Whasaaaaaaaap?

I apologize for using a seventeen year old commercial as my subject line, but it’s kind of appropriate.  It feels like it’s been at least that long since I really posted anything, not counting that one post with the yummy cinnamon rolls.

I’ve tried to come back to the blog numerous times, but each time I do, that blank post box just stares accusingly at me, asking why I haven’t fed it.  The further you go between posts, the more difficult it is to wrench yourself back to regular blogging.

So getting back to where I’ve been and what’s been going on since my last truly informative post, let’s start with the stuff that’s not changed:  My relationship with Amelie is still great, and we have loads of fun together.  My family is all pretty much the same as they were before.  My dad is doing a little bit better, actually-  he was diagnosed with some form of Parkinsons and the medication they gave him specific to that has helped his mobility quite a bit.

For the changing things, though-  my apartment lease ended on December 9th, and I moved into my brother’s spare room as a transitional thing.  I’m still there.  My job ended on December 15th, and the following Monday I took a six month contract doing pretty much exactly the same thing I had been doing previously.  The difference is that now I’m working from home instead of an office, except for that one time that Dave and I tried a Regus co-working space.  That was kind of neat, actually, and maybe I should have used that experience as a blog post.

Although my departure from Mr. Company was in December, it’s not until the first of April that the company that hired me in 2002 is really and truly dead.  The last few people left at the office have their last day at the end of this month, and there’s going to be a final happy hour near the old office-  I plan on going, but I suspect it will be a fairly somber outing for a happy hour.    The death of my fourteen year career with my former Mr. Company might be an entire separate blog post in the future, because there’s a lot to unpack there.   I’m still waiting for the actual realization that it’s truly over.   I suspect I’m in some form of denial because I’m still doing more or less the same work, at least until the end of the contract.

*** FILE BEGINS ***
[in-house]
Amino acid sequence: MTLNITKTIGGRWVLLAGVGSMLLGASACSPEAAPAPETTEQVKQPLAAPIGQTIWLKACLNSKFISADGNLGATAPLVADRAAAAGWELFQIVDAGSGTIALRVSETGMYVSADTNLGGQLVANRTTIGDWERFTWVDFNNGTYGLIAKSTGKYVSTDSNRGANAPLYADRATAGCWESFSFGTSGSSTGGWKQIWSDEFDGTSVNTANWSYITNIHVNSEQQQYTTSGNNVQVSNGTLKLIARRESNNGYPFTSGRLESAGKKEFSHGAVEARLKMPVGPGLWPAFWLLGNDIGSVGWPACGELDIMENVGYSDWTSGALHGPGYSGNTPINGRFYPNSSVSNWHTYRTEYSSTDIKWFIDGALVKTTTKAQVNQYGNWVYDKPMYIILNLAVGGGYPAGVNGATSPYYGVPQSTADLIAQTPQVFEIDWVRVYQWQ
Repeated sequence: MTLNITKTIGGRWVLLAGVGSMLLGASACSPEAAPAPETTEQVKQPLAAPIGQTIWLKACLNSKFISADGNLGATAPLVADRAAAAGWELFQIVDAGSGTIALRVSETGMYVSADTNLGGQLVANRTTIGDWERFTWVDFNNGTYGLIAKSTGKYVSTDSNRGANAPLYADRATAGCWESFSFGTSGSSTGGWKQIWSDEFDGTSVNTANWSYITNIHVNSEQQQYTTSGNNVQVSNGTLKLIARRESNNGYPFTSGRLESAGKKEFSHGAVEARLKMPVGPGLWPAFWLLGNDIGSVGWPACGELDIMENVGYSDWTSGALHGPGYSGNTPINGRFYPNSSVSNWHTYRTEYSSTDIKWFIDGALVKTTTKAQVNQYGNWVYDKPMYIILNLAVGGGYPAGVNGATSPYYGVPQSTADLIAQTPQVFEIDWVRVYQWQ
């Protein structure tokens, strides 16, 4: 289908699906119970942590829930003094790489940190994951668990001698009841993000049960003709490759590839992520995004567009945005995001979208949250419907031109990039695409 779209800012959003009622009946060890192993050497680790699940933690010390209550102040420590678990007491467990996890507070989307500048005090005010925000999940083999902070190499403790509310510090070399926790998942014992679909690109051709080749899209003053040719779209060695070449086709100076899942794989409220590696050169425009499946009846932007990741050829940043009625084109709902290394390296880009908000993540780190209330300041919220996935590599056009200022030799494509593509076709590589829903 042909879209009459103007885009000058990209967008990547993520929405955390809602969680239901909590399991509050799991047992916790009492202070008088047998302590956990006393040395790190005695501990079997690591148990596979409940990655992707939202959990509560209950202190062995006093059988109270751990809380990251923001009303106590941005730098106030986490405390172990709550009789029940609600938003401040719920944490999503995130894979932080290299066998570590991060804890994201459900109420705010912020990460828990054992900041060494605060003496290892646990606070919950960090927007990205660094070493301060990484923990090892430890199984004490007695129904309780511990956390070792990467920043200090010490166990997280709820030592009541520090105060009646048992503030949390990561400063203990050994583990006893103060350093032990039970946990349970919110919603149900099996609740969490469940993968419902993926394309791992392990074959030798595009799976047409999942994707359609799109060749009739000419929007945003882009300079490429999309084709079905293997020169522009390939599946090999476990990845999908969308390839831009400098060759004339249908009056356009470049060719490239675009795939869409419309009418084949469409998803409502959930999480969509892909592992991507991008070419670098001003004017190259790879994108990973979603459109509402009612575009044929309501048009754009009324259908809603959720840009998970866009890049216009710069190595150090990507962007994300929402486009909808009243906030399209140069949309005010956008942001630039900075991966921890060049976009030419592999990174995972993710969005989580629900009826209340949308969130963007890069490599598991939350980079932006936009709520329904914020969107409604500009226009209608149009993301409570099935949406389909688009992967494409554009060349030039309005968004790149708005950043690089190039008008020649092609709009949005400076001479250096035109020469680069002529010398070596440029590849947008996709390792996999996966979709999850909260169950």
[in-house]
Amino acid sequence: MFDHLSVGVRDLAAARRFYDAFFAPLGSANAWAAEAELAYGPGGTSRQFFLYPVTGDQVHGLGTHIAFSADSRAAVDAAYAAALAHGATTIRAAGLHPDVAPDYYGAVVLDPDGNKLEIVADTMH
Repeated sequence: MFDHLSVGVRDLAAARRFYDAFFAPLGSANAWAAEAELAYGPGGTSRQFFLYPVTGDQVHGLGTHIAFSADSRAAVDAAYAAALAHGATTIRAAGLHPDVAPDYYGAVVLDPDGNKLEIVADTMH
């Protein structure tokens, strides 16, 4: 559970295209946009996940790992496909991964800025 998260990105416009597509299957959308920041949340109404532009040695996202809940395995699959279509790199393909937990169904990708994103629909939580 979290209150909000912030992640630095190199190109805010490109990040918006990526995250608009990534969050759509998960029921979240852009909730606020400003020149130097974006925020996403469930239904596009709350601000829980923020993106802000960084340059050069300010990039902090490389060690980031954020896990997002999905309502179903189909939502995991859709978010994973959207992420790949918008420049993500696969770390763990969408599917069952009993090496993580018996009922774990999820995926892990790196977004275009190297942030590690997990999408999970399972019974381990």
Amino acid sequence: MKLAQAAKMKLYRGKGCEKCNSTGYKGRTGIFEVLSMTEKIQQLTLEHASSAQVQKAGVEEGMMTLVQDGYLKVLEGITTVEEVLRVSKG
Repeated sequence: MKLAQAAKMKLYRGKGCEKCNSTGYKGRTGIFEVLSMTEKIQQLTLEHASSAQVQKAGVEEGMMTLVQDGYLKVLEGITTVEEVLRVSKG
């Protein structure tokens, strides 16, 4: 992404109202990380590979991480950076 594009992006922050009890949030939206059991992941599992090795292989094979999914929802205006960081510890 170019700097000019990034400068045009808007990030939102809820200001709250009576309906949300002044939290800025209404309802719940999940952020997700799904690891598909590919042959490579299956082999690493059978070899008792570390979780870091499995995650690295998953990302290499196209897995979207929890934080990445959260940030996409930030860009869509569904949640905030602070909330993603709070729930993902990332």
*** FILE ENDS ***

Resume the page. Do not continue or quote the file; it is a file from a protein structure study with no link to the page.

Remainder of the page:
The biggest thing happening in my life at the moment is that I’m relocating.  You may have noticed that most of the concert dates in the sidebar of this blog have started to be located in Central Florida.  That’s because Orlando is where I’m heading.   I’ve already moved everything that was in my storage unit here up to Orlando, during a surprisingly fun day with Amelie, a fifteen-foot U-haul truck, and the assistance of several friends and family members.   Most amusingly, my Orlando digs turned out to be on the same street as my friend and fellow blogger Jenn.  The universe is full of very silly coincidences.

I’ll be spending time flipping between Orlando and Ft. Lauderdale throughout April and into May.  My Orlando residential address is a temporary situation- once I’m up there full time, I’ll be looking for a new place of my own.  There’s all kinds of great little apartments for rent near Lake Eola and downtown, and the rental rates are way lower than they are in South Florida.

As for the jobbyness,  Amelie and I are both hunting for new gigs in Orange County as my contract starts to wrap up.  Looking for something new before the month of April is sort of pointless for me, because the contract doesn’t end until May 30th.  Amelie could start something new much faster than me, but it would be pretty convenient if we’re starting new things at roughly the same time. In the interim, I’m trying to learn some new things and perhaps get a certification or two to make myself more appealing to employers.

So that’s what I’ve been up to…  how about you?  Whasaaaaaaaap?

The New Apartment Checklist

As I pack up my apartment and prepare to move for the fifth time in six years, I find that I have learned a great deal about what I don’t want in an apartment.  I also have a short list now of things that I do want in a future residence.

First, there are a few non-negotiables:

  • A clothes washer and dryer in the apartment –  The condominium that I owned from 2004 to 2011 didn’t have a washer and dryer.  It didn’t even have hookups to buy them.  I could have converted the front hall closet into a washer and dryer nook, but it would have been cramped and I would have lost a valuable closet.    Instead, I spent more than seven years doing my laundry down the hall, using many, many quarters.    Never again.